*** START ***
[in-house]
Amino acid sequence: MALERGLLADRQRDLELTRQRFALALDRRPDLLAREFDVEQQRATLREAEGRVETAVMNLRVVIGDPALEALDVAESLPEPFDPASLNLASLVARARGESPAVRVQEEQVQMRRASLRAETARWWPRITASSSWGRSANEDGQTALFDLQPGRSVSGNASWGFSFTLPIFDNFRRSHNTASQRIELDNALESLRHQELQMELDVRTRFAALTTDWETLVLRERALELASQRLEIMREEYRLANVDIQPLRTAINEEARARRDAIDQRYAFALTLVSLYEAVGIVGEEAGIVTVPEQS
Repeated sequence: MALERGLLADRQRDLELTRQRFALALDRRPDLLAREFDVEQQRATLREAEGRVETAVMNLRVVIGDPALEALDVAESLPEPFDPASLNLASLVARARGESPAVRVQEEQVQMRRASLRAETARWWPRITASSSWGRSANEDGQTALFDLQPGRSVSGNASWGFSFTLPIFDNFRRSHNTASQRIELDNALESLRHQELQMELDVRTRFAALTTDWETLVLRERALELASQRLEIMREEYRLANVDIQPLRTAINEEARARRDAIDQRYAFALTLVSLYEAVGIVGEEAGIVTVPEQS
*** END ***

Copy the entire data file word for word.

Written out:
[in-house]
Amino acid sequence: MALERGLLADRQRDLELTRQRFALALDRRPDLLAREFDVEQQRATLREAEGRVETAVMNLRVVIGDPALEALDVAESLPEPFDPASLNLASLVARARGESPAVRVQEEQVQMRRASLRAETARWWPRITASSSWGRSANEDGQTALFDLQPGRSVSGNASWGFSFTLPIFDNFRRSHNTASQRIELDNALESLRHQELQMELDVRTRFAALTTDWETLVLRERALELASQRLEIMREEYRLANVDIQPLRTAINEEARARRDAIDQRYAFALTLVSLYEAVGIVGEEAGIVTVPEQS
Repeated sequence: MALERGLLADRQRDLELTRQRFALALDRRPDLLAREFDVEQQRATLREAEGRVETAVMNLRVVIGDPALEALDVAESLPEPFDPASLNLASLVARARGESPAVRVQEEQVQMRRASLRAETARWWPRITASSSWGRSANEDGQTALFDLQPGRSVSGNASWGFSFTLPIFDNFRRSHNTASQRIELDNALESLRHQELQMELDVRTRFAALTTDWETLVLRERALELASQRLEIMREEYRLANVDIQPLRTAINEEARARRDAIDQRYAFALTLVSLYEAVGIVGEEAGIVTVPEQS